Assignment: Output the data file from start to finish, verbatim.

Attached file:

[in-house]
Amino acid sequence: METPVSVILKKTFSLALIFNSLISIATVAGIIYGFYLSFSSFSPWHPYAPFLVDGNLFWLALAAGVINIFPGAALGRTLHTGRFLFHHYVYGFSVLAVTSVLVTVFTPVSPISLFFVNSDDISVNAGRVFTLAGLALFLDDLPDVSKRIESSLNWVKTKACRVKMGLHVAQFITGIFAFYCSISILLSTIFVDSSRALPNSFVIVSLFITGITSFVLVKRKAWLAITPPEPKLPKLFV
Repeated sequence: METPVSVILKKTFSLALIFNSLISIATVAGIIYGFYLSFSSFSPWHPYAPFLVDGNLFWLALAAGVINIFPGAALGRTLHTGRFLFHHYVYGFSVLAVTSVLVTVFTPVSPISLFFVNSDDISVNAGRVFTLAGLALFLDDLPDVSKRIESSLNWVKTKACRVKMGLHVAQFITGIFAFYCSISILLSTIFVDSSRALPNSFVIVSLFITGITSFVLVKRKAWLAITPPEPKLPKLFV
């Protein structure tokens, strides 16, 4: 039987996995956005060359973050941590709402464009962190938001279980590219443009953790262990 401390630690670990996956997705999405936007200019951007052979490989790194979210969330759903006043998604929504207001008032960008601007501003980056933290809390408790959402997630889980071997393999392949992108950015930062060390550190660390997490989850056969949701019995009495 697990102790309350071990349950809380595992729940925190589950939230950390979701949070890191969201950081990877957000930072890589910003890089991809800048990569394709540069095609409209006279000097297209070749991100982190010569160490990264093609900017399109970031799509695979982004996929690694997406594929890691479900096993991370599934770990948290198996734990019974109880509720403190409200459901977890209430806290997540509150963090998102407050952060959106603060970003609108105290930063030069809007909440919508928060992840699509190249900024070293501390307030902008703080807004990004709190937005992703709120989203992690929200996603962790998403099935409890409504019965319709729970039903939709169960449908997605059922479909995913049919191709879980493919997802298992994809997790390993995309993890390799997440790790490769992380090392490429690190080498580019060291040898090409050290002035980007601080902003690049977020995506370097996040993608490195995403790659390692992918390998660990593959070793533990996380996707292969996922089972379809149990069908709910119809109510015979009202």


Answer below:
[in-house]
Amino acid sequence: METPVSVILKKTFSLALIFNSLISIATVAGIIYGFYLSFSSFSPWHPYAPFLVDGNLFWLALAAGVINIFPGAALGRTLHTGRFLFHHYVYGFSVLAVTSVLVTVFTPVSPISLFFVNSDDISVNAGRVFTLAGLALFLDDLPDVSKRIESSLNWVKTKACRVKMGLHVAQFITGIFAFYCSISILLSTIFVDSSRALPNSFVIVSLFITGITSFVLVKRKAWLAITPPEPKLPKLFV
Repeated sequence: METPVSVILKKTFSLALIFNSLISIATVAGIIYGFYLSFSSFSPWHPYAPFLVDGNLFWLALAAGVINIFPGAALGRTLHTGRFLFHHYVYGFSVLAVTSVLVTVFTPVSPISLFFVNSDDISVNAGRVFTLAGLALFLDDLPDVSKRIESSLNWVKTKACRVKMGLHVAQFITGIFAFYCSISILLSTIFVDSSRALPNSFVIVSLFITGITSFVLVKRKAWLAITPPEPKLPKLFV
């Protein structure tokens, strides 16, 4: 039987996995956005060359973050941590709402464009962190938001279980590219443009953790262990 401390630690670990996956997705999405936007200019951007052979490989790194979210969330759903006043998604929504207001008032960008601007501003980056933290809390408790959402997630889980071997393999392949992108950015930062060390550190660390997490989850056969949701019995009495 697990102790309350071990349950809380595992729940925190589950939230950390979701949070890191969201950081990877957000930072890589910003890089991809800048990569394709540069095609409209006279000097297209070749991100982190010569160490990264093609900017399109970031799509695979982004996929690694997406594929890691479900096993991370599934770990948290198996734990019974109880509720403190409200459901977890209430806290997540509150963090998102407050952060959106603060970003609108105290930063030069809007909440919508928060992840699509190249900024070293501390307030902008703080807004990004709190937005992703709120989203992690929200996603962790998403099935409890409504019965319709729970039903939709169960449908997605059922479909995913049919191709879980493919997802298992994809997790390993995309993890390799997440790790490769992380090392490429690190080498580019060291040898090409050290002035980007601080902003690049977020995506370097996040993608490195995403790659390692992918390998660990593959070793533990996380996707292969996922089972379809149990069908709910119809109510015979009202």